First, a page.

A former priest accused of molesting and raping an altar boy under his care was re-employed in the Poznań diocese, according to Gazeta Wyborcza.
Local priests, including Archbishop of Poznań Stanisław Gądecki – who is also the head of the Polish Episcopal Conference, the central organ of the Catholic church in Poland – have also failed to assist the investigation into accusations, reports the newspaper.
Last month, the former priest, known as Krzysztof G. for legal reasons, was officially charged with sexual abuse of Szymon Bączkowski on at least several dozen occasions between 2001 and 2013, starting from when the boy was in his early teens.
Krzysztof G. is accused of leading the boy into the woods, plying him with alcohol, hitting him and raping him. The prosecution claims that he initially exploited his power over the altar boy, and in later years his financial difficulties and ensuing drinking problems.
Krzysztof G. was removed from the priesthood in October 2018 after being found guilty by an internal church investigation, reports TVN24. At the time, the Poznań diocese heralded the step as a model reaction to sex-abuse accusations and an example of the church’s efforts to purge itself of the problem.
But just one month later, the former priest was employed by Archbishop Gądecki as an archivist. This came to light when the prosecutor’s office asked him to give his workplace.
According to diocese spokesman Maciej Szczepaniak, this employment was only intended as short-term assistance to the former priest while he searched for another job. Yet Krzysztof G. continued to work for the diocese for over a year.
“This type of work in a place without contact with children or young people does not carry any threats and is also a form of social prevention,” Szczepaniak argued.
“It would be good if the church helped victims with the same fervour that can be seen in its support for perpetrators,” said Bączkowski’s lawyer, Artur Nowak. A spokesperson for the diocese said that it had offered to pay for therapy, but Baczkowski denies this.
“I can’t believe it,” said Bączkowski in response to his alleged abuser’s re-remployment by the diocese. “It’s science fiction to me.”
At the same time as the diocese was helping Krzysztof G., the priests working there “did everything so as not to help prosecutors in their investigation”, claims Gazeta Wyborcza, Poland’s leading liberal daily. They also allegedly refused to answer questions relating to internal church proceedings.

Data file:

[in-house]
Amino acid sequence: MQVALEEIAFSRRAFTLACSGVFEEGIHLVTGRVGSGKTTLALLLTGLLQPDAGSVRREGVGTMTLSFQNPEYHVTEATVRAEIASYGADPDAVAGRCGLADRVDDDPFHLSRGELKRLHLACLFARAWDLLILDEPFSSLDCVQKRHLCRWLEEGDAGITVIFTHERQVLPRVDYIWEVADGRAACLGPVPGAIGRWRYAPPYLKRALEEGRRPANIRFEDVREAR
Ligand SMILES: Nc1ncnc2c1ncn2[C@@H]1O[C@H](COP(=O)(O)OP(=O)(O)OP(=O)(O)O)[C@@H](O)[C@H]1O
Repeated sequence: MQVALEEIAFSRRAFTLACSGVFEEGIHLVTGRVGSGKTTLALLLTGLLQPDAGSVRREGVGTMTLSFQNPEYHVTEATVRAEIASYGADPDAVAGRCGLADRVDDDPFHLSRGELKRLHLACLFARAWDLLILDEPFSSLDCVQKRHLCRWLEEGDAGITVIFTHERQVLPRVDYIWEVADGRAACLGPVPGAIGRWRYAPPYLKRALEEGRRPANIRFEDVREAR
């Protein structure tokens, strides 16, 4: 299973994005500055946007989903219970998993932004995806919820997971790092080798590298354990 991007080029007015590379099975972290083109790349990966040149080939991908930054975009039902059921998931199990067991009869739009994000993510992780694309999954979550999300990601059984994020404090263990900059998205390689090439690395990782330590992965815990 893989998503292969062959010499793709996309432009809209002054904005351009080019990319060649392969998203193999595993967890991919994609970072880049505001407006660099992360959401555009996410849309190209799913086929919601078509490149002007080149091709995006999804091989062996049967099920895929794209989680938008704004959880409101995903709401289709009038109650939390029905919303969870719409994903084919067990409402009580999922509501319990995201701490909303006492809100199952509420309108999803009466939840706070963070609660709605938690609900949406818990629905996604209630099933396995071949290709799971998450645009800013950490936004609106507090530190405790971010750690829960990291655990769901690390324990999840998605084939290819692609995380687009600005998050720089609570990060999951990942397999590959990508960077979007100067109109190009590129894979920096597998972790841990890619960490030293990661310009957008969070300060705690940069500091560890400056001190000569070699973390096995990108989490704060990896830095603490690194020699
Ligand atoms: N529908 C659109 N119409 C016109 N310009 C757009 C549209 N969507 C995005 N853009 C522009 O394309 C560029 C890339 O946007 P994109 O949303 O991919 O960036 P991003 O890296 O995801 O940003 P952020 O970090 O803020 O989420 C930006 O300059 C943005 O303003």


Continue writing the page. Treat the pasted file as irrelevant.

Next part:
Meanwhile, Archbishop Gądecki also refused to share files with the prosecutor’s office, saying that they were in the Vatican. Prosecutors rejected a request from the alleged victim’s lawyer to search the diocese premises.
Poznań archdiocese was also at the centre of another recent controversy surrounding the burial of the former archbishop, Juliusz Paetz, who was accused of molesting seminary students and young priests. The diocese originally planned to bury him in the city’s cathedral, but, following criticism, laid him to rest in a parish cemetery instead.
At the time, Archbishop Gądecki said: “I am certain that the situation in which we found ourselves today will help to cleanse the Poznań church.”
The Polish Catholic church has recently come under fire for its alleged failures in dealing with paedophiles in its ranks. The 2019 documentary Tell No One outlined a number of cases of alleged child sexual abuse by priests and the church’s attempts to cover them up. The church has responded by introducing measures including a new Child Protection Office to address past failings.
The funeral of former Archbishop Juliusz Paetz, who resigned over accusations of sex abuse, took place in Poznań Cathedral today.
However, following protests, including from priests, he was not buried in the cathedral, as had been originally planned https://t.co/mWfwWrfqcv
— Notes from Poland ?? (@notesfrompoland) November 18, 2019
Ben Koschalka is a translator and the assistant editor at Notes from Poland. Originally from Britain, he has lived in Kraków since 2005.